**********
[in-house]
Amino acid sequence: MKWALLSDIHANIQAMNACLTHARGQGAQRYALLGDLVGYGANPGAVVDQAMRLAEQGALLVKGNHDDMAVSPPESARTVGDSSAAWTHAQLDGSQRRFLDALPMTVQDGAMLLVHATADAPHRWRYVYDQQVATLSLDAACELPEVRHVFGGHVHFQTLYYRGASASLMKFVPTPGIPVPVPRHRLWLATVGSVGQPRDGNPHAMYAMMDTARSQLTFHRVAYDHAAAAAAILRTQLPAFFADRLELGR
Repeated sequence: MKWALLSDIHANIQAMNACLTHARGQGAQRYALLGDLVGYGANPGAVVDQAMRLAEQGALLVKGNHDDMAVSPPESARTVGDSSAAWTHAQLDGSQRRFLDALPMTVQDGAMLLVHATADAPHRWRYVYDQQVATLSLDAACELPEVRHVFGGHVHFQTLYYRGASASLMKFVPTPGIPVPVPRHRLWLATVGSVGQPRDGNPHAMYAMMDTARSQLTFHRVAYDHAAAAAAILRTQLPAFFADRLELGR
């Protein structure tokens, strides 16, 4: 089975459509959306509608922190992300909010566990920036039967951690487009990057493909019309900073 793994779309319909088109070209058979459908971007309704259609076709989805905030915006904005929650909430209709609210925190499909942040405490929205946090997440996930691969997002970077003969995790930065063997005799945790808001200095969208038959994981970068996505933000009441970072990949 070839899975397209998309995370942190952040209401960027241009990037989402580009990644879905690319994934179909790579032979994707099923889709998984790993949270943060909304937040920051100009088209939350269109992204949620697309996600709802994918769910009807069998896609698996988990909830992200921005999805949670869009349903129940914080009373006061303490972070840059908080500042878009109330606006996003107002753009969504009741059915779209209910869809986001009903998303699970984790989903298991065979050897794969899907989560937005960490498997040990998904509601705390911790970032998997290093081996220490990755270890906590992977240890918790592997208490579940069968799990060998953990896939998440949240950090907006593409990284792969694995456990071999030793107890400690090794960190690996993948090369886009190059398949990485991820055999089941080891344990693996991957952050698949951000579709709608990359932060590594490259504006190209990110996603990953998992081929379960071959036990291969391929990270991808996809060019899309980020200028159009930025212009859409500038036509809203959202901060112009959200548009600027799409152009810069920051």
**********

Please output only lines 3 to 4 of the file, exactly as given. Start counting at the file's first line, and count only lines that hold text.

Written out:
Repeated sequence: MKWALLSDIHANIQAMNACLTHARGQGAQRYALLGDLVGYGANPGAVVDQAMRLAEQGALLVKGNHDDMAVSPPESARTVGDSSAAWTHAQLDGSQRRFLDALPMTVQDGAMLLVHATADAPHRWRYVYDQQVATLSLDAACELPEVRHVFGGHVHFQTLYYRGASASLMKFVPTPGIPVPVPRHRLWLATVGSVGQPRDGNPHAMYAMMDTARSQLTFHRVAYDHAAAAAAILRTQLPAFFADRLELGR
């Protein structure tokens, strides 16, 4: 089975459509959306509608922190992300909010566990920036039967951690487009990057493909019309900073 793994779309319909088109070209058979459908971007309704259609076709989805905030915006904005929650909430209709609210925190499909942040405490929205946090997440996930691969997002970077003969995790930065063997005799945790808001200095969208038959994981970068996505933000009441970072990949 070839899975397209998309995370942190952040209401960027241009990037989402580009990644879905690319994934179909790579032979994707099923889709998984790993949270943060909304937040920051100009088209939350269109992204949620697309996600709802994918769910009807069998896609698996988990909830992200921005999805949670869009349903129940914080009373006061303490972070840059908080500042878009109330606006996003107002753009969504009741059915779209209910869809986001009903998303699970984790989903298991065979050897794969899907989560937005960490498997040990998904509601705390911790970032998997290093081996220490990755270890906590992977240890918790592997208490579940069968799990060998953990896939998440949240950090907006593409990284792969694995456990071999030793107890400690090794960190690996993948090369886009190059398949990485991820055999089941080891344990693996991957952050698949951000579709709608990359932060590594490259504006190209990110996603990953998992081929379960071959036990291969391929990270991808996809060019899309980020200028159009930025212009859409500038036509809203959202901060112009959200548009600027799409152009810069920051």